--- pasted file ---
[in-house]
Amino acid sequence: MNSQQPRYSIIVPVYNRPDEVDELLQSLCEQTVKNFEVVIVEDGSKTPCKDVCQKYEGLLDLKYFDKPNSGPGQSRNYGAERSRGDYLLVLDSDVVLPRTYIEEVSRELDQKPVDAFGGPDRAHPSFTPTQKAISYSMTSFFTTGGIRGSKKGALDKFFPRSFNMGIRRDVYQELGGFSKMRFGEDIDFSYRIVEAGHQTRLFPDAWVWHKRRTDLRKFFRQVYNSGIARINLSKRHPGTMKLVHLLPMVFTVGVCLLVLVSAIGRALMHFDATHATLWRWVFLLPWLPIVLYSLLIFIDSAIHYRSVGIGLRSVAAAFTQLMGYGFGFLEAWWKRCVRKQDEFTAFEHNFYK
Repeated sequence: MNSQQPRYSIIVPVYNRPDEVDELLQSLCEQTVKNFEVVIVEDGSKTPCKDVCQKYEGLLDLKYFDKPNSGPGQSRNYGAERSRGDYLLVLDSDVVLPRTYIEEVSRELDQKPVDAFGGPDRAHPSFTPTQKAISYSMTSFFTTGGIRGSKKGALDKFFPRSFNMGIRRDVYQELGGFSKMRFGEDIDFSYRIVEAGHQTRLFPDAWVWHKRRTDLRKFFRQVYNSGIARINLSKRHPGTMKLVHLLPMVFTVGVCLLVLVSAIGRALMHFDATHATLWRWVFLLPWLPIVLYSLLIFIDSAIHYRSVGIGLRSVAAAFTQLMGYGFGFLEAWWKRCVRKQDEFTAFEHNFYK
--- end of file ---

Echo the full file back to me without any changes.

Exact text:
[in-house]
Amino acid sequence: MNSQQPRYSIIVPVYNRPDEVDELLQSLCEQTVKNFEVVIVEDGSKTPCKDVCQKYEGLLDLKYFDKPNSGPGQSRNYGAERSRGDYLLVLDSDVVLPRTYIEEVSRELDQKPVDAFGGPDRAHPSFTPTQKAISYSMTSFFTTGGIRGSKKGALDKFFPRSFNMGIRRDVYQELGGFSKMRFGEDIDFSYRIVEAGHQTRLFPDAWVWHKRRTDLRKFFRQVYNSGIARINLSKRHPGTMKLVHLLPMVFTVGVCLLVLVSAIGRALMHFDATHATLWRWVFLLPWLPIVLYSLLIFIDSAIHYRSVGIGLRSVAAAFTQLMGYGFGFLEAWWKRCVRKQDEFTAFEHNFYK
Repeated sequence: MNSQQPRYSIIVPVYNRPDEVDELLQSLCEQTVKNFEVVIVEDGSKTPCKDVCQKYEGLLDLKYFDKPNSGPGQSRNYGAERSRGDYLLVLDSDVVLPRTYIEEVSRELDQKPVDAFGGPDRAHPSFTPTQKAISYSMTSFFTTGGIRGSKKGALDKFFPRSFNMGIRRDVYQELGGFSKMRFGEDIDFSYRIVEAGHQTRLFPDAWVWHKRRTDLRKFFRQVYNSGIARINLSKRHPGTMKLVHLLPMVFTVGVCLLVLVSAIGRALMHFDATHATLWRWVFLLPWLPIVLYSLLIFIDSAIHYRSVGIGLRSVAAAFTQLMGYGFGFLEAWWKRCVRKQDEFTAFEHNFYK